Human beings can adapt to any situation if there is no option. Look at Syria and now Ukraine. War is on their door-step. You adapt and try your damndest to survive or die trying. But not all human beings are made that way. It is “Darwin’s Law” (Darwin’s law of natural selection implies that a population in equilibrium with its environment under natural selection will have a phenotype which maximizes fitness locally).

I’ve visited many war-torn and high-risk countries. Syria, Libya, Iraq, South Sudan, Nigeria, Lebanon, and I notice the resilience of the human-spirit is so dynamic, yet at the same token many people’s spirits here have been broken. Ninety percent of the young generation I’ve spoken to given the opportunity want to leave Lebanon, especially the educated university graduates. A few have a way out because extended family are living in Germany and other European nations. I attended a conference for Syrian and Palestinian refugee youth many with masters degrees in law, engineering, computer programming, etc; and they are not allowed to work because of their refugee status. Instead they volunteer at higher education levels than their bosses. With no future in sight it only makes sense that they would want to leave and start a new future. It’s why my family left England for the U.S in the early 1970’s because of the dire economic situation that plagued the U.K. It’s a double edge sword, a deepening crisis and divide with a whole generation wanting so desperately to leave and at the same time creating an enormous vacuum without young people to lead the country. Lebanon was once called Switzerland and the capital city Beirut the Paris of the Middle East, but could now be classified as a failed state. Sadly this has become the fate of Lebanon.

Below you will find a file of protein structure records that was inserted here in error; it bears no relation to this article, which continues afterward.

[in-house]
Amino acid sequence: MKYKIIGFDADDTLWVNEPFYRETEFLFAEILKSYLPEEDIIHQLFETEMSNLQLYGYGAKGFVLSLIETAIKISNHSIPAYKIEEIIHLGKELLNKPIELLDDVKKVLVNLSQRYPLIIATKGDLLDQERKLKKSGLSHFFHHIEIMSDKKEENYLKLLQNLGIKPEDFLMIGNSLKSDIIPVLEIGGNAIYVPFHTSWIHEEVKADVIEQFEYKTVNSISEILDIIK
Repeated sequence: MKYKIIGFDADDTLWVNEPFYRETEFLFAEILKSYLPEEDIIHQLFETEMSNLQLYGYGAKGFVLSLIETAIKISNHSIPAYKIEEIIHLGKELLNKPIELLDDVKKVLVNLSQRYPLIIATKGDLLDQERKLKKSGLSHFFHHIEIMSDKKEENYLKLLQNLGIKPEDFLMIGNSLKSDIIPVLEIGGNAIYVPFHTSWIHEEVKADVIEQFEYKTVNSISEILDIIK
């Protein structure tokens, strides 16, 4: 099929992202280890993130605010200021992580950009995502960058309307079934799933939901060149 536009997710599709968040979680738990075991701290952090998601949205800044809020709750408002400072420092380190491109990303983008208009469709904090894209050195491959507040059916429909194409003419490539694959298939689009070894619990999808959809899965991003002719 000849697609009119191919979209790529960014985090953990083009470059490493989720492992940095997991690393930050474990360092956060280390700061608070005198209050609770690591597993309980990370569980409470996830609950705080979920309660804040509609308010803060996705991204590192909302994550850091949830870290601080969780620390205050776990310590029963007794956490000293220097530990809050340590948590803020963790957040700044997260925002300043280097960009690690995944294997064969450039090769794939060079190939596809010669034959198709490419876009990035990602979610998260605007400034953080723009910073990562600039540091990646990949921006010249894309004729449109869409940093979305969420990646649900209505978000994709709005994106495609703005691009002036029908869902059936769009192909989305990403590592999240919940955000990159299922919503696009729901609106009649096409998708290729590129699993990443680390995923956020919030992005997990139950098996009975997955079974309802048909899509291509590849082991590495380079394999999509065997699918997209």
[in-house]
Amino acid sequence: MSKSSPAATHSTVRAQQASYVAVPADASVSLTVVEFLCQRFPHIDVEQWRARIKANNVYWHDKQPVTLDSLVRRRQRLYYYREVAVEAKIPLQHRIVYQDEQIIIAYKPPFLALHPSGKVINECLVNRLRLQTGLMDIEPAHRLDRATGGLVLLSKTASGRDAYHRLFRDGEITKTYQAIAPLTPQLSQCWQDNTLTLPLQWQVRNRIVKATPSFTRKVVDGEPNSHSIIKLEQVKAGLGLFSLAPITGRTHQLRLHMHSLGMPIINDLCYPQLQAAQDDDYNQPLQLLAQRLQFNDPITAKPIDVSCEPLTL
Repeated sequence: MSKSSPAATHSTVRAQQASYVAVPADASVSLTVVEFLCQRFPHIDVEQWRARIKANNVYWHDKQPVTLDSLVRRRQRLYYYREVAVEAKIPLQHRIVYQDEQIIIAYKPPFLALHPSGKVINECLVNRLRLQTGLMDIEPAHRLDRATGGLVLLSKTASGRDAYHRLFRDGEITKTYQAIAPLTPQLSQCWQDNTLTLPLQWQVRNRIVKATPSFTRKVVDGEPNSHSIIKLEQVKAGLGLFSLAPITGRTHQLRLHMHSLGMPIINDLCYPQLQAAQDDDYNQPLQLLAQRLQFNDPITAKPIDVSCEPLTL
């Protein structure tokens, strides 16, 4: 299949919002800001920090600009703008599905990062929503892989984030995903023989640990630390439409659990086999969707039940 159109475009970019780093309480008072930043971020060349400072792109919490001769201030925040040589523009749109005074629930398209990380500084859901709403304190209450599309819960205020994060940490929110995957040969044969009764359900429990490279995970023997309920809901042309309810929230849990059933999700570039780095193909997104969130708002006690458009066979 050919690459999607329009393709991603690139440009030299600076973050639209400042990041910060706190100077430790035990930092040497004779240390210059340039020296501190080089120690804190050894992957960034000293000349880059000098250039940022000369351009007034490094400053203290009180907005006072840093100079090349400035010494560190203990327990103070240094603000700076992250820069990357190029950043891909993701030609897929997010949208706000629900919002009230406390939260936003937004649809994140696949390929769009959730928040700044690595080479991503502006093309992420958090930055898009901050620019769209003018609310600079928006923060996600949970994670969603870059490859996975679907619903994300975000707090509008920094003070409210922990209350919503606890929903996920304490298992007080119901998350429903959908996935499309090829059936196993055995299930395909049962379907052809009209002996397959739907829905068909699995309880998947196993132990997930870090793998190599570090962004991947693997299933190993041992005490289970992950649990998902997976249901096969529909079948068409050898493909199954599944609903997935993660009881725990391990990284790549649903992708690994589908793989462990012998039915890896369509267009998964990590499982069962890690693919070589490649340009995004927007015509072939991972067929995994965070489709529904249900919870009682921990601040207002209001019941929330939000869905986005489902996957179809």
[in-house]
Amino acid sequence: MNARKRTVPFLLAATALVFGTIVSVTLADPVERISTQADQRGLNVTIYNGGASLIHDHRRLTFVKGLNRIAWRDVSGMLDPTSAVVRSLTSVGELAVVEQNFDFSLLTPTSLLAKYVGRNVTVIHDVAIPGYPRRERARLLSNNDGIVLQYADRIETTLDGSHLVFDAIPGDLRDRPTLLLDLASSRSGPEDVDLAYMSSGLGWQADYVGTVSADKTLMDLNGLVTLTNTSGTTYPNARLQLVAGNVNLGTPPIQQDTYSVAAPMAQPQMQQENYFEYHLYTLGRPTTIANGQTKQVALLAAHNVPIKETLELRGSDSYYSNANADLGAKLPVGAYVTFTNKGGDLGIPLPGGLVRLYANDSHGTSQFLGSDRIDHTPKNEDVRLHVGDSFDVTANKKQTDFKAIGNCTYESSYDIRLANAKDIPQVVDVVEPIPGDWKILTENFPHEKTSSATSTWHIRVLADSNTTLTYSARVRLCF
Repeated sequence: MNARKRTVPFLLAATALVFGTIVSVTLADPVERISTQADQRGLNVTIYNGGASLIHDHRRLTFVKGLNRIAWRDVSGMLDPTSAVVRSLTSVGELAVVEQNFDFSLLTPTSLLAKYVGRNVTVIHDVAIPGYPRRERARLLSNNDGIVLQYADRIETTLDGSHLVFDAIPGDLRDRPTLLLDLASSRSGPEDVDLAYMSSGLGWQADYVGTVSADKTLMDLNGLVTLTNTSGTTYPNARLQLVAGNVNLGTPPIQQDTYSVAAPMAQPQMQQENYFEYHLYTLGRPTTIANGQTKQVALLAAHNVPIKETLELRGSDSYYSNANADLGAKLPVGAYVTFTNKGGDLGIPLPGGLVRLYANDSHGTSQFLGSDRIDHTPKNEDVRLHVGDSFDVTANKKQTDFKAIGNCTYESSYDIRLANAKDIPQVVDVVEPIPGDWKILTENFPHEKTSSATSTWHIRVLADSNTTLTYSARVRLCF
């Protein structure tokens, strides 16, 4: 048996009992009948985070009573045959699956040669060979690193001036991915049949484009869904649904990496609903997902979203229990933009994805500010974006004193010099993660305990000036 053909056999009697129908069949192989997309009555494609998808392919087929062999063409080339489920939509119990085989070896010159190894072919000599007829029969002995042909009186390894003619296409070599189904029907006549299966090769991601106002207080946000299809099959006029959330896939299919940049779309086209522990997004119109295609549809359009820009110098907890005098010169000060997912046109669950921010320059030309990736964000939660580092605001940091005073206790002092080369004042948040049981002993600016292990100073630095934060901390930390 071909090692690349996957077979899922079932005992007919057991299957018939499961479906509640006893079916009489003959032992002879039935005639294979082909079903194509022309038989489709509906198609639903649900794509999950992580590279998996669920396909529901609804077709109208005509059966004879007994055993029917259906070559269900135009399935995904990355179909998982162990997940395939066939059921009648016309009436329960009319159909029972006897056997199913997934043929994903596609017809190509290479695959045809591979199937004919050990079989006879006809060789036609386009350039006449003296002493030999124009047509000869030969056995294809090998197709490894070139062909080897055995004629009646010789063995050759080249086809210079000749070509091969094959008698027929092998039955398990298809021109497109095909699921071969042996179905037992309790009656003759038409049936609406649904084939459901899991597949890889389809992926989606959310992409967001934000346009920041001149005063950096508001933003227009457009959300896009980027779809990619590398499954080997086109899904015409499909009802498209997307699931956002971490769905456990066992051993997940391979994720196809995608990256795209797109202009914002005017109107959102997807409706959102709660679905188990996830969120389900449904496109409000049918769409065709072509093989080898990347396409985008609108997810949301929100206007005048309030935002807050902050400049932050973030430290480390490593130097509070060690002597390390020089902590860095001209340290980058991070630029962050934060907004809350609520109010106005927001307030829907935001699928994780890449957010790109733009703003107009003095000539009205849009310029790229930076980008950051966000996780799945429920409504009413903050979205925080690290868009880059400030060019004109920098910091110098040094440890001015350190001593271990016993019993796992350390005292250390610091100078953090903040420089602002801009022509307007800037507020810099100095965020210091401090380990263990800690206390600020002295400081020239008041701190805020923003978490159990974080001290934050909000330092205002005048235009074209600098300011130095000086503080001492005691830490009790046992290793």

When I look at Syria, the destruction of a once beautiful majestic country and now Lebanon it will take fifty years to rebuild it and that’s only if wealthy countries invest billions of dollars to rebuild the infrastructure again. But in my estimation nobody cares a damn. What a scary prospect for the children now in kindergarten to think by the time they’re grandparents they possibly might see light at the end of the tunnel and that’s being very optimistic. Of course some of you might believe in divine intervention and maybe because of the all-powerful faith both the Syrian and Lebanese people possess they will survive. My prayers go out to them for better days ahead. Inshallah.

Vincent Lyn

CEO/Founder at We Can Save Children

Director of Creative Development at African Views Organization

Economic & Social Council at United Nations

Middle East Correspondent at Wall Street News Agency

Rescue & Recovery Specialist at International Confederation of Police & Security Experts

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Vincent Lyn

Vincent Lyn

CEO-We Can Save Children. Director Creative Development-African Views Organization, ECOSOC at United Nations. International Human Rights Commission (IHRC)